Open wide, this won’t hurt a bit!
Prosecco isn’t doubling in price tomorrow.
Now then, what image currently occupies your head? Is it one of a world in which the price of Prosecco doesn’t change? Or it the far more horrific vision supermarket shelves devoid of bubbly?
Our bet is on the latter.
You see, the subconscious doesn’t concern itself with negatives. If you give it a disturbing concept it really doesn’t matter where you put the word ‘doesn’t’ or ‘not’ or ‘won’t’, the subconscious – our protector – tends to filter out the extraneous information and instead concentrates on the threat.
In this case, a future unlubricated by fizz.
For children, this filter is magnified, which goes some way to explaining why around 20% of them tend to develop an irrational fear of the dentist.
If you think about it, there’s no natural, genetically-triggered reason for a child to be wary of the dentist’s chair. They would certainly be cautious in a new environment, as all children tend to be. But an outright phobia? That’s not a natural response to negligible threat.
Why is your child scared of the dentist?
So why does your son or daughter get scared of the dentist? The answer, I’m afraid, is that it’s all down to us – the parents who work so hard to try to make our children calm when the time comes to sit in that chair.
We say things like There’s nothing to be afraid of, and No-one’s going to hurt you. By contrast, we don’t treat other non-threatening situations in the same way. We never suggest that eating a meal or playing on the swings or running in the garden is going to end in pain, but by creating a sense of potential threat (usually in projecting our own discomfort, it has to be said) the child’s subconscious response is Why is someone talking about hurting me?!
And as a result, the subconscious perceives threat where none exists and creates the only suitable response – a state of heightened alertness and an anxiety-fuelled fight or flight reaction that manifests as tears or reluctance and, left unchecked, has the potential to evolve into behaviour that’s downright phobic.
Dental phobia can have a seriously detrimental impact on a child’s oral health if it prevents them from receiving much needed treatment, making life exponentially more difficult for both parents and dentists alike.
What can parents do to help their child overcome this fear?
If your child already has a dental phobia, then the best approach is to communicate that to the dentist, explaining that they may need just that extra little bit of TLC.
Time appointments for occasions when you don’t need to rush to or from the clinic, unnecessarily elevating stress levels. Avoid nap times or times when you might be on a tight schedule to get somewhere else.
Whether your child already has an issue with nerves or not, try to use positive reinforcement leading up to the visit, telling your child they’re going to see a nice man or lady who’s going to look at their teeth to make sure they’re growing nice and strong. Children need predictability – they like to know what is happening and when, so that they can adjust to the new situation.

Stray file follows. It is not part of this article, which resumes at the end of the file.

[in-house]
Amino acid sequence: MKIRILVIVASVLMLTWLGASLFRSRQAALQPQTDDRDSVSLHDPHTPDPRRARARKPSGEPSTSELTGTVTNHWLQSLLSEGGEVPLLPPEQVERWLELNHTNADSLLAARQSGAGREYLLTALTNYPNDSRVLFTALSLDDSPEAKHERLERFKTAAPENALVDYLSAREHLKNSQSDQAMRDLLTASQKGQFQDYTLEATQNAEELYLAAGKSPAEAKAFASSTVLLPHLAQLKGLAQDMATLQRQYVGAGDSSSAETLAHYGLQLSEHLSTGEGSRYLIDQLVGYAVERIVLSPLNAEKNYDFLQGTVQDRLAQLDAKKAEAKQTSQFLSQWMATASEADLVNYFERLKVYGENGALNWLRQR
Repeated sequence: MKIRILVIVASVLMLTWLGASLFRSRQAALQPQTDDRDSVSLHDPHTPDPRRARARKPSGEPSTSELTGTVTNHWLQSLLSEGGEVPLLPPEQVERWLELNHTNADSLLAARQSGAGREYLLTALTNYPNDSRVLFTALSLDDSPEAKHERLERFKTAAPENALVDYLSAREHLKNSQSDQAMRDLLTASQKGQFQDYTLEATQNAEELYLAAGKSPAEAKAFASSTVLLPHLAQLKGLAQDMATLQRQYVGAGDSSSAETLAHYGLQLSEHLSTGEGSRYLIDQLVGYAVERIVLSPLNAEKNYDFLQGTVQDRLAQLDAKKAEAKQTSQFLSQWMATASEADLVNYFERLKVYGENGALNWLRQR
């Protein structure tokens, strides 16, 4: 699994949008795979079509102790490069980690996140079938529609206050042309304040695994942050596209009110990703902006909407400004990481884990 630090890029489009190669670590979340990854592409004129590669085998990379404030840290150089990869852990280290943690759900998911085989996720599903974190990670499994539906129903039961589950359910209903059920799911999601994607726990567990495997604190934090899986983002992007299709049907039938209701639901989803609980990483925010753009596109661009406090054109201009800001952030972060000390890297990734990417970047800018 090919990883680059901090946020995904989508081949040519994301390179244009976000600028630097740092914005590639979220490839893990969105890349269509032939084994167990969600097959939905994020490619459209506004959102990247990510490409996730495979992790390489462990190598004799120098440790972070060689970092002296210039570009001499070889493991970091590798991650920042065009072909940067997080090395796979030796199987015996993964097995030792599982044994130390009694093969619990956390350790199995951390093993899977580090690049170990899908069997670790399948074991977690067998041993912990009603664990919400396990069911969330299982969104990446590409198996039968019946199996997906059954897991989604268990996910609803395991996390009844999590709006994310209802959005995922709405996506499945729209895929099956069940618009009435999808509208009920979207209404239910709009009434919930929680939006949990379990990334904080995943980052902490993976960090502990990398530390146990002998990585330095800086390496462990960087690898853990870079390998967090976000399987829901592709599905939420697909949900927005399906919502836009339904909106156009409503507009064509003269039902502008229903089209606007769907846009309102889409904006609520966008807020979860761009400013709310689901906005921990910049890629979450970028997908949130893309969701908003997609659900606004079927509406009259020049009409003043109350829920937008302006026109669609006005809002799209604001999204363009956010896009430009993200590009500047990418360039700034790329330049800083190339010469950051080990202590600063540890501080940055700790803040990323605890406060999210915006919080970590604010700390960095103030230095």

Show the child what the dentist will do. Explain there’s a big chair that’s really comfortable and it’s great because it can go up and down and tilts backwards and forwards. You can even go as far as doing some practice or role play by asking your child to open their mouth as wide as possible. Get them to imagine their mouth is like a big cave!
Play the part of the dentist, looking in your son or daughter’s mouth and explaining that the dentist may have a funny little instrument or “silver stick” that’s like a magic wand and he may tap the their tooth with it. You can say they might hear some funny noises and that these are just some of the equipment the dentist uses to make the child’s teeth nice and strong and healthy. If you have one, use a little tooth pick or similar and just tap the child’s tooth so he knows what to expect.
Talk about the dentist’s ‘helper’ – the dental nurse – who’ll be in the room at the same time and how they will pass all the different things the dentist needs.
Make sure you have your child’s favourite cuddly toy or comforter with you and try to avoid using words like drill or nurse, as they can have worrying connotations for a small child.
If your child should start to have a meltdown when you arrive at the dental surgery, just stay calm and speak gently, perhaps telling them their favourite story whilst you wait for the appointment or perhaps play a little game to keep their mind occupied.
Once the child has met the dentist and they have formed a good relationship you’ll find that things go much more smoothly. First visits can be worrying for a young child, but with the parent and the dentist working together to make the session as easy as possible – it’s just child’s play!
By Elaine Hodgins, Children’s specialist at Zoe Clews & Associates, and Zoe Clews, founder of Zoe Clews & Associates.
If your child is struggling with a phobia relating to the dentist or anything else, Elaine is on hand to help. Find out more about our hypnotherapy for children.